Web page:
Thinking about using Twitter with your students ? The visual below is one of the best guide I have come across online. The graphic is created by Langwitches and provides a cognitive incentive for those reluctant teachers out there to start using social media with their students and particularly Twitter.
Langwitches started her graphic by outlining some of the reasons why as a teacher you should be engaged in a tweeting experience with your students. Tweeting, as is shown here, helps you cultivate a wide range of important literacies including : digital literacy, information literacy, network literacy and also promotes some other skills such as critical thinking and reading and writing skills.
In the second part of the graphic Langwitches introduced the Twitter routine and talked about some of the things students need to keep in mind while using Twitter and then at the third part she placed some Twitter practices along a continuum of thinking skills with lower order thinking skills in one end and higher order thinking skills at the other.
Langwiches has also recently created a wonderful visual on visible thinking routines. I recommend that you check it.
Reading. Writing. Math. Those are the big ones, right? Up until recently, a lot of people would have probably said that was correct. But since it is 2013 and so much of our lives happen online, digital literacy is being added to the list.
Following iPad and Surface tablet launches, Apple and Microsoft trade new barbs in quest for tablet supremacy. (Fierce competition between the titans (Microsoft and Apple) produces great products for the rest of us!
Excerpted from article on Copyblogger: "While keeping diligent focus on your content production, you must also review your past choices, looking for ways to allow more readers to engage with your writing. In other words you may need to think more like an editor.
Here are 30 editing tips that will help you become a more effective editor-in-chief of the content you create.
***Fall in love with your website: 1. Forget “like.” 2. Sit down; stay awhile. 3. Turn the spotlight outward. 4. Highlight a reason to subscribe. 5. Have discerning taste. 6. Break the rules for a good cause. 7. Don’t call it Google Minus. 8. Check your WordPress before you wreck your WordPress. 9. Tell them what you want. 10. Say no to “yes men.”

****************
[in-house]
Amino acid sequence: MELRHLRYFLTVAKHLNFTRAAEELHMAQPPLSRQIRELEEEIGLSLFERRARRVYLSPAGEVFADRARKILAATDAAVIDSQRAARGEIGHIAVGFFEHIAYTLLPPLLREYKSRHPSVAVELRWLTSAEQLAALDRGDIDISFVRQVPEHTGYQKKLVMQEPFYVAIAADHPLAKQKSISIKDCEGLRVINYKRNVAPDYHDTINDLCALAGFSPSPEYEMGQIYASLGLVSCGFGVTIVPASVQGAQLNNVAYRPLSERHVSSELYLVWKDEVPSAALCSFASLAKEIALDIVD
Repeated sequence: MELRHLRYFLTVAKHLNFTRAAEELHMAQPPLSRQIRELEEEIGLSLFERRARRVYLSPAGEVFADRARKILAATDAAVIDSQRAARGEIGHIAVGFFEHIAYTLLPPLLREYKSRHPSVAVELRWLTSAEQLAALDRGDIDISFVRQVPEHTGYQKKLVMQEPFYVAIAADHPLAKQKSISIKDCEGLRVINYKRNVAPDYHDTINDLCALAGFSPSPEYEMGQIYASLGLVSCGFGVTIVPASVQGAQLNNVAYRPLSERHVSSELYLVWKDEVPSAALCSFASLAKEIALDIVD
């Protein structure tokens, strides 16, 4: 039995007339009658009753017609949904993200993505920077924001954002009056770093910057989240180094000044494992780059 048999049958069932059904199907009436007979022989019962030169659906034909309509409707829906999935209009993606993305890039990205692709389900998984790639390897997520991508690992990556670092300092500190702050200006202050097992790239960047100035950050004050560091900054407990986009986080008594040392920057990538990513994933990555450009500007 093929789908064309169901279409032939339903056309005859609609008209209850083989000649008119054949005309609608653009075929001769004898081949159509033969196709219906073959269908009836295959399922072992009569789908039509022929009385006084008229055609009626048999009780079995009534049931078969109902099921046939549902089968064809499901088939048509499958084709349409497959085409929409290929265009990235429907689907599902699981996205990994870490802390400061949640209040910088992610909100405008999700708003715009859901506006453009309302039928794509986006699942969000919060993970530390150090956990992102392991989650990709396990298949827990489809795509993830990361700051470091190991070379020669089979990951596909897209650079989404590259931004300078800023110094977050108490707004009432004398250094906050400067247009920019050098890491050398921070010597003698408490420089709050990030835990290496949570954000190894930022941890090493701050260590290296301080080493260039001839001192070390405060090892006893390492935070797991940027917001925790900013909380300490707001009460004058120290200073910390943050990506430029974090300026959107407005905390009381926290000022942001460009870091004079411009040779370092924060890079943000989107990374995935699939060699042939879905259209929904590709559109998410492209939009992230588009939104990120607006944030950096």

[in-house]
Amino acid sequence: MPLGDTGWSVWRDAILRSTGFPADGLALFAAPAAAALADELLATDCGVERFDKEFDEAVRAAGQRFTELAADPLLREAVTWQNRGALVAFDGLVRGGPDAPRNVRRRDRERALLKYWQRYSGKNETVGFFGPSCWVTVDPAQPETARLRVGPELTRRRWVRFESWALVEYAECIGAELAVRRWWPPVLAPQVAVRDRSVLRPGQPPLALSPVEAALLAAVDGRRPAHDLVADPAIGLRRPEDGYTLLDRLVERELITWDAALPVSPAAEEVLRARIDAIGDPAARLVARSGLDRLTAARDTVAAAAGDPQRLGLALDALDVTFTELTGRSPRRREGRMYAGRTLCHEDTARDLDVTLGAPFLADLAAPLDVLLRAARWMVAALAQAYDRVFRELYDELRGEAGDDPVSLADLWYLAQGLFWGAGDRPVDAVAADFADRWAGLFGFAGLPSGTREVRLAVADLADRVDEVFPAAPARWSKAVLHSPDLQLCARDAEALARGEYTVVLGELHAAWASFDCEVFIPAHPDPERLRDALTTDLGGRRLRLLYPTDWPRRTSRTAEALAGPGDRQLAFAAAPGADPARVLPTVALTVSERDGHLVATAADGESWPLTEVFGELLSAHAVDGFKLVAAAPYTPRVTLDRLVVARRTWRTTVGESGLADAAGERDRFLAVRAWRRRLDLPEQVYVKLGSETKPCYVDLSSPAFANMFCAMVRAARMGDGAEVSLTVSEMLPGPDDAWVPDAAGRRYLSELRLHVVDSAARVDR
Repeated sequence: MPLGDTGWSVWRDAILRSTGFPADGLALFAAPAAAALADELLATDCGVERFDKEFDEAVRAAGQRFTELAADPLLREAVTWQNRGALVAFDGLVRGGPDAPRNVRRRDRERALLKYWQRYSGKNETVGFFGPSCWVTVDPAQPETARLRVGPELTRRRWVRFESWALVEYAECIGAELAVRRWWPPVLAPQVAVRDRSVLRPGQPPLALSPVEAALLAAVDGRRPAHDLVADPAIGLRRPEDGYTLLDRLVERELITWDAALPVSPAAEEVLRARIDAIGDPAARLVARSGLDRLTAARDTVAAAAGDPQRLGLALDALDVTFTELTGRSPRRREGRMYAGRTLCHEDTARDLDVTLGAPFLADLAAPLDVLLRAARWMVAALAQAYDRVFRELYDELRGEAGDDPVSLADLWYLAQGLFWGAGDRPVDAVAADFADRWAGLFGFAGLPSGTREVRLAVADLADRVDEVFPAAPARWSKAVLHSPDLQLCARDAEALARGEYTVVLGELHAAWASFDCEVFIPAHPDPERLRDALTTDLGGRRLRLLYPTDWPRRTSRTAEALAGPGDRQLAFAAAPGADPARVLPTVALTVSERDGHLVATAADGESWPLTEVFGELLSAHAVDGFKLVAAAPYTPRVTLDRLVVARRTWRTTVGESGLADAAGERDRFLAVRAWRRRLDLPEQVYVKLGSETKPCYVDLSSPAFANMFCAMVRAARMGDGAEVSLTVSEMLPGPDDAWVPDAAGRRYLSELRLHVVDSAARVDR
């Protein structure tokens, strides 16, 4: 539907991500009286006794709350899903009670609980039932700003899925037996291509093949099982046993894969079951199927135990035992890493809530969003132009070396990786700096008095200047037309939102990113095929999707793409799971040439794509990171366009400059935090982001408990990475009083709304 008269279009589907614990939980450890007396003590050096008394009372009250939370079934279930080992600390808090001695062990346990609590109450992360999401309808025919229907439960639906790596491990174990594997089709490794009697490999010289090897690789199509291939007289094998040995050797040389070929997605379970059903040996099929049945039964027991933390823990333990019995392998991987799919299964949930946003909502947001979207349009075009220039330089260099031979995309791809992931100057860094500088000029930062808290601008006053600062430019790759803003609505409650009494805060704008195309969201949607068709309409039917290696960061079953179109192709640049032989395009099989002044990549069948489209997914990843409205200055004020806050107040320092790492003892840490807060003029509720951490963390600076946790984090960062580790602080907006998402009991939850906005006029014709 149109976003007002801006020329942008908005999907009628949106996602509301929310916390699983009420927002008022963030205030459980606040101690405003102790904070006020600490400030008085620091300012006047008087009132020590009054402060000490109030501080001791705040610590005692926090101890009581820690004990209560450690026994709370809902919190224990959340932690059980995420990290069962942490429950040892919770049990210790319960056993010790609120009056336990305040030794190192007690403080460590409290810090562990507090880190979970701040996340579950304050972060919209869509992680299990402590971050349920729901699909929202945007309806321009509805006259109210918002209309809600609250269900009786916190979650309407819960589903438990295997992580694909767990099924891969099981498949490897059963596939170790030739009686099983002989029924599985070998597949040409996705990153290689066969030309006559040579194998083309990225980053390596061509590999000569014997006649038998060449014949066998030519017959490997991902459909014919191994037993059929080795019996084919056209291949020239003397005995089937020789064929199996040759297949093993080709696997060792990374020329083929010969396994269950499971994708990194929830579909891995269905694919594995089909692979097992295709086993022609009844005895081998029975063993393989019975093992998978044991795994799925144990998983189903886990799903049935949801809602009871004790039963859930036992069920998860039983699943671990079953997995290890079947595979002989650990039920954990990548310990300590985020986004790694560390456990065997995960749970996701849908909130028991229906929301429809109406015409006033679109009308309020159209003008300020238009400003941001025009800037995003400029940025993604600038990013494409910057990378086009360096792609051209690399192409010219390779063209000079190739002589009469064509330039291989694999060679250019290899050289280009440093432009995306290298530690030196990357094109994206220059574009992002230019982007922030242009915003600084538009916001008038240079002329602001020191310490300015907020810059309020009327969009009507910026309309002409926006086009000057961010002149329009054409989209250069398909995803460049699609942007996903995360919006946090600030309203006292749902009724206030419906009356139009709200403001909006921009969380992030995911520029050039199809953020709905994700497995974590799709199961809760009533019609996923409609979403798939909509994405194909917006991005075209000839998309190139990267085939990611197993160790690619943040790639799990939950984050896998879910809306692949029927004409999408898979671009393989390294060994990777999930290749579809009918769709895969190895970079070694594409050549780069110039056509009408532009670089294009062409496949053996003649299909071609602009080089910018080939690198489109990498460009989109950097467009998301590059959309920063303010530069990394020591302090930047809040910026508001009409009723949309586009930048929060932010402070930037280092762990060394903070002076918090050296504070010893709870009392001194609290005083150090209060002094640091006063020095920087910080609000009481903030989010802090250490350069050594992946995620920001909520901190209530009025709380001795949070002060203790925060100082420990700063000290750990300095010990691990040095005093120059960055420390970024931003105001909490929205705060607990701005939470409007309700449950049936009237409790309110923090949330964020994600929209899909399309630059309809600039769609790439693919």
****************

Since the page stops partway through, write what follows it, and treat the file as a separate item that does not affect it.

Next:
***Vamp up your editorial strategy: 11. Water the plant. 12. Prepare; don’t plan. 13. Take yourself out of the equation. 14. Research what’s hot. 15. Seduce your audience. 16. Diversify your topics. 17. Look in nooks and crannies. 18. Tighten up. 19. Walk the line. 20. Log out and mute.
***Make your words irresistible: 21. Try the Fat Ass Fudge diet. 22. Divide and conquer. 23. Use concise language. 24. Outline major points. 25. Write one compelling line. 26. Learn language rules. 27. Avoid word choice mistakes. 28. Examine each letter. 29. Leave time. 30. Regard everything as practice.
Drafts aren’t only rough versions of documents and manuscripts. Most creations are ongoing works in progress..."
I make my living as a corporate training, at least until I become a best-selling novelist and have people pay me breath-taking sums to option my stories for TV (An example of using eLearning software to deliver an enhanced story on the web.
“Why do I have to keep practicing? I know it already!” Cognitive science has a persuasive retort: We don’t just need to learn a task in order to perform it well; we need to overlearn it. “The message from this study is that in order to perform with less effort, keep on practicing, even after it seems the task has been learned,” says Ahmed. “We have shown there is an advantage to continued practice beyond any visible changes in performance.” In other words: You’re getting better and better, even when you can’t tell you’re improving—a thought to keep you going through those long hours of practice.